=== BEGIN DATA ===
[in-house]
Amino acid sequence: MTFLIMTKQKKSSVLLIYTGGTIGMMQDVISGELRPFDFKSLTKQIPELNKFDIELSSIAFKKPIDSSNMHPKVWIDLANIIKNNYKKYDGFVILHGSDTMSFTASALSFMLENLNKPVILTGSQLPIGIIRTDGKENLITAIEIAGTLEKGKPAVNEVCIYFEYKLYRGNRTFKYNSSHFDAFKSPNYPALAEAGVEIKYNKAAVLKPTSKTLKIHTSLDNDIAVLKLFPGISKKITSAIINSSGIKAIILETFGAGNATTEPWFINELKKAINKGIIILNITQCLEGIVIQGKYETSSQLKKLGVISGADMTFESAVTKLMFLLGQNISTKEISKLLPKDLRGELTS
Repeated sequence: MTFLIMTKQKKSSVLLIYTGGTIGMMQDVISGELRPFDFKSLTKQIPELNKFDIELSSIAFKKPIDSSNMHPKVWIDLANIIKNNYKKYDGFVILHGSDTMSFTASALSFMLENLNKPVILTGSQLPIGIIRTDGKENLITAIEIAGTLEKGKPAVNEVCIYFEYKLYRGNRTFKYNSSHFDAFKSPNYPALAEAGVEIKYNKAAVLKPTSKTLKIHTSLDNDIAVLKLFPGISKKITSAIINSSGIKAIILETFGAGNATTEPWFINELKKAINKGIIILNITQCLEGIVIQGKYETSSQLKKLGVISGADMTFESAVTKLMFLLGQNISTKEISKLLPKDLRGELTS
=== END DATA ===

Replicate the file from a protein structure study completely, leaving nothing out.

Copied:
[in-house]
Amino acid sequence: MTFLIMTKQKKSSVLLIYTGGTIGMMQDVISGELRPFDFKSLTKQIPELNKFDIELSSIAFKKPIDSSNMHPKVWIDLANIIKNNYKKYDGFVILHGSDTMSFTASALSFMLENLNKPVILTGSQLPIGIIRTDGKENLITAIEIAGTLEKGKPAVNEVCIYFEYKLYRGNRTFKYNSSHFDAFKSPNYPALAEAGVEIKYNKAAVLKPTSKTLKIHTSLDNDIAVLKLFPGISKKITSAIINSSGIKAIILETFGAGNATTEPWFINELKKAINKGIIILNITQCLEGIVIQGKYETSSQLKKLGVISGADMTFESAVTKLMFLLGQNISTKEISKLLPKDLRGELTS
Repeated sequence: MTFLIMTKQKKSSVLLIYTGGTIGMMQDVISGELRPFDFKSLTKQIPELNKFDIELSSIAFKKPIDSSNMHPKVWIDLANIIKNNYKKYDGFVILHGSDTMSFTASALSFMLENLNKPVILTGSQLPIGIIRTDGKENLITAIEIAGTLEKGKPAVNEVCIYFEYKLYRGNRTFKYNSSHFDAFKSPNYPALAEAGVEIKYNKAAVLKPTSKTLKIHTSLDNDIAVLKLFPGISKKITSAIINSSGIKAIILETFGAGNATTEPWFINELKKAINKGIIILNITQCLEGIVIQGKYETSSQLKKLGVISGADMTFESAVTKLMFLLGQNISTKEISKLLPKDLRGELTS